They discover a crater on Mars with a disturbing resemblance to a human eye: it is about 30 kilometers wide

the space mission Mars-Expressfrom the European Space Agency (ESA, for its acronym in English), has published new images of a crater discovered on the surface of Mars which surprises with its disturbing resemblance to that of a huge human eye.

The peculiar cavity, about 30 kilometers wide and not yet given an official name, has a large patch of dark material inside. Also, you can see that it is surrounded by various meandering canals.

These channels, as detailed by the space agency, resembling the veins found around the human eyeball, they likely carried liquid water to the Red Planet’s surface around 3.5 to 4 billion years ago.

Different materials in the region

The Unnamed Eye Crater is located in the Aonia Terra region, an area made up of several hills that were likely shaped in the past by the passage of water, wind, and ice. Also, their different colors imply that there may be different materials in the area.

Unlike the rest of the Martian surface, which is dominated by a warm red, in the vicinity and inside the crater you can see gray-brown material. It is a field of dark dunes resting on a lighter surface.

Looking inside in more detail, astronomers discovered that the crater is full of hills and cone-shaped ridges, which would show that several different materials also accumulated there.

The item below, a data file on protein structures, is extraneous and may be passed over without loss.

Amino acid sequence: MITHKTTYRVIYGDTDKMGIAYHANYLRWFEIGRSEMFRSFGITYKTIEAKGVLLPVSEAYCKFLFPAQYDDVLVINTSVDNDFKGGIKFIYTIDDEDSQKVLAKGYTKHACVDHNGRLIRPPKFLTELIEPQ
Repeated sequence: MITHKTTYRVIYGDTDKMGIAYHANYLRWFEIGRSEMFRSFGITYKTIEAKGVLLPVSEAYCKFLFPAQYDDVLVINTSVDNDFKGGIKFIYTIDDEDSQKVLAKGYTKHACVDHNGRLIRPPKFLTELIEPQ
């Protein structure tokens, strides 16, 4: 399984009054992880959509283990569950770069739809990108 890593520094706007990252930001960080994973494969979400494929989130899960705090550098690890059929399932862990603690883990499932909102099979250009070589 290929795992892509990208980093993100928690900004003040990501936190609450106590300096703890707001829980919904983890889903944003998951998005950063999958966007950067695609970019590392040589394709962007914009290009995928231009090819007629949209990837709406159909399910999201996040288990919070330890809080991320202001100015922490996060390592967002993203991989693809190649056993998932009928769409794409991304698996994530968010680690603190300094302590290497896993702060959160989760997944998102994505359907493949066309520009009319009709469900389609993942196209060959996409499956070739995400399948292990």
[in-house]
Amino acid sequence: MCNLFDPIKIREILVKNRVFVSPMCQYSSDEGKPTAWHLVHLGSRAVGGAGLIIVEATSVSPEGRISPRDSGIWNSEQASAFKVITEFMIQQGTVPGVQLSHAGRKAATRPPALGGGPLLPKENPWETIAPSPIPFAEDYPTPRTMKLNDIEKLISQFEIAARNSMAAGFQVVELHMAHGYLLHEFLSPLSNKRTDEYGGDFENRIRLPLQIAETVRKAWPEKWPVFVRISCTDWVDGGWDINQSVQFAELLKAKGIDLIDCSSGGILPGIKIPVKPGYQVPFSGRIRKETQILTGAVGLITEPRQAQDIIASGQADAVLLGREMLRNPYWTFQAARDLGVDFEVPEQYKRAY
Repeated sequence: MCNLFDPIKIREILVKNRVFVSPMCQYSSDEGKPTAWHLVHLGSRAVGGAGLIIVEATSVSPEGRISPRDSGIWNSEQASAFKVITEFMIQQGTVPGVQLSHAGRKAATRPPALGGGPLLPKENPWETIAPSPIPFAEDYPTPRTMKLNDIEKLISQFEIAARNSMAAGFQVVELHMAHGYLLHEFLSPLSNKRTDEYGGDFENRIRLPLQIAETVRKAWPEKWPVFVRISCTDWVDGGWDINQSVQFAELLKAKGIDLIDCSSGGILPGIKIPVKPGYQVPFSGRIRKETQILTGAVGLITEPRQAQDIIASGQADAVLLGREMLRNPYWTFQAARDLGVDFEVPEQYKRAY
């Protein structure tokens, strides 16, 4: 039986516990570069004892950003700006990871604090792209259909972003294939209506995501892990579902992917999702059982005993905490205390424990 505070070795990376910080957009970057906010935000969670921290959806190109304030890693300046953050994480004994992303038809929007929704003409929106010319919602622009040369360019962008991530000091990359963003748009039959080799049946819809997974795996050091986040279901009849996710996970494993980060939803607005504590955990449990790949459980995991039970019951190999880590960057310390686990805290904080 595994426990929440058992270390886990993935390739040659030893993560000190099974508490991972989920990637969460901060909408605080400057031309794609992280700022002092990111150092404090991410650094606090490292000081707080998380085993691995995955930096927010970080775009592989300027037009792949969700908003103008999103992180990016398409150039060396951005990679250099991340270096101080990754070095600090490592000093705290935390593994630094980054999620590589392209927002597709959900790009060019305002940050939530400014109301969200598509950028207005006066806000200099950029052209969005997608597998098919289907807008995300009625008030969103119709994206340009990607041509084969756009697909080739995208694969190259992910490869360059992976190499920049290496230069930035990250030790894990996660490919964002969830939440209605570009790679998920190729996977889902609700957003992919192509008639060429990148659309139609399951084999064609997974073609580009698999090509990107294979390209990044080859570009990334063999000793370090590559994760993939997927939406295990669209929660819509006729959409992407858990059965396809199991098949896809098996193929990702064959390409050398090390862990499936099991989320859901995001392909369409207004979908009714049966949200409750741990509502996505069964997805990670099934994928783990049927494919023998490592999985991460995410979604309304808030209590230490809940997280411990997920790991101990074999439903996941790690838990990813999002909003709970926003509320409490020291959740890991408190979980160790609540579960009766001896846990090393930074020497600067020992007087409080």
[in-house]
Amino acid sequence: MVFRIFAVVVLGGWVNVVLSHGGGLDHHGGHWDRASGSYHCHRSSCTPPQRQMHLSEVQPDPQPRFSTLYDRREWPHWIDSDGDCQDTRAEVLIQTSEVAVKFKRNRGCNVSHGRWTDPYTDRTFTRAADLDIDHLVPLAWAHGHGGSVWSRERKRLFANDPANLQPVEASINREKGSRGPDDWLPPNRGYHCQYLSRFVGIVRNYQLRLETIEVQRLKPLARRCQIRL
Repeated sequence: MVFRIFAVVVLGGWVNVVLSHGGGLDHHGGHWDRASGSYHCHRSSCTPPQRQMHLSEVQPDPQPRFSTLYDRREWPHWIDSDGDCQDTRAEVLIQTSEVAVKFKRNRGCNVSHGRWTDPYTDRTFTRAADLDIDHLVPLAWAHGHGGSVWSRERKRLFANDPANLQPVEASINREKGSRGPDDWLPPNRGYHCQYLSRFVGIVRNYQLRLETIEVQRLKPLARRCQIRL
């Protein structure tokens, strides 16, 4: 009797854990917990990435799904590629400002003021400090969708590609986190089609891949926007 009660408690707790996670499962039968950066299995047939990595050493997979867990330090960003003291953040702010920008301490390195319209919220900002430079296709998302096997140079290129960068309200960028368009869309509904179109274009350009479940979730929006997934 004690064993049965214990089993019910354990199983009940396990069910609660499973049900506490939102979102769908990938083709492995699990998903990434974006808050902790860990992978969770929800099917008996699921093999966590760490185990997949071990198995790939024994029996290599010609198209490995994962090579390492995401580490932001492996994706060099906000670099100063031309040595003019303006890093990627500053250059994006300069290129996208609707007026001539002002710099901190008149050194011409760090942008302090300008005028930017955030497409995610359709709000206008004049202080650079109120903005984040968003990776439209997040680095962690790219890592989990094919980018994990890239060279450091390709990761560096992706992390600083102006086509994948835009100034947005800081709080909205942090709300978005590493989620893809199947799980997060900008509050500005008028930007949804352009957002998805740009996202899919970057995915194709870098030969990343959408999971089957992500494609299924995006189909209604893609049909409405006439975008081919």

Aonia Terra, the region of craters

The mountainous region of Aonia Terra, located in the south of the planet, is known for its impressive craters. There is the Lowell crater, about 200 kilometers wide, which is believed to have formed almost four billion years ago during the solar system’s “Late Heavy Bombardment” period, when a large number of asteroids collided with the rocky planets.

The mission Mars-Express has been orbiting the red planet since 2003, take images of the planet’s surface, map its minerals, identify the composition and circulation of its atmosphere, probe beneath its crust and explore how various phenomena in the Martian environment interact.

ESA astronomers suggest that images captured in such locations could help scientists better understand the geology, composition, evolution and future of the planet Mars.

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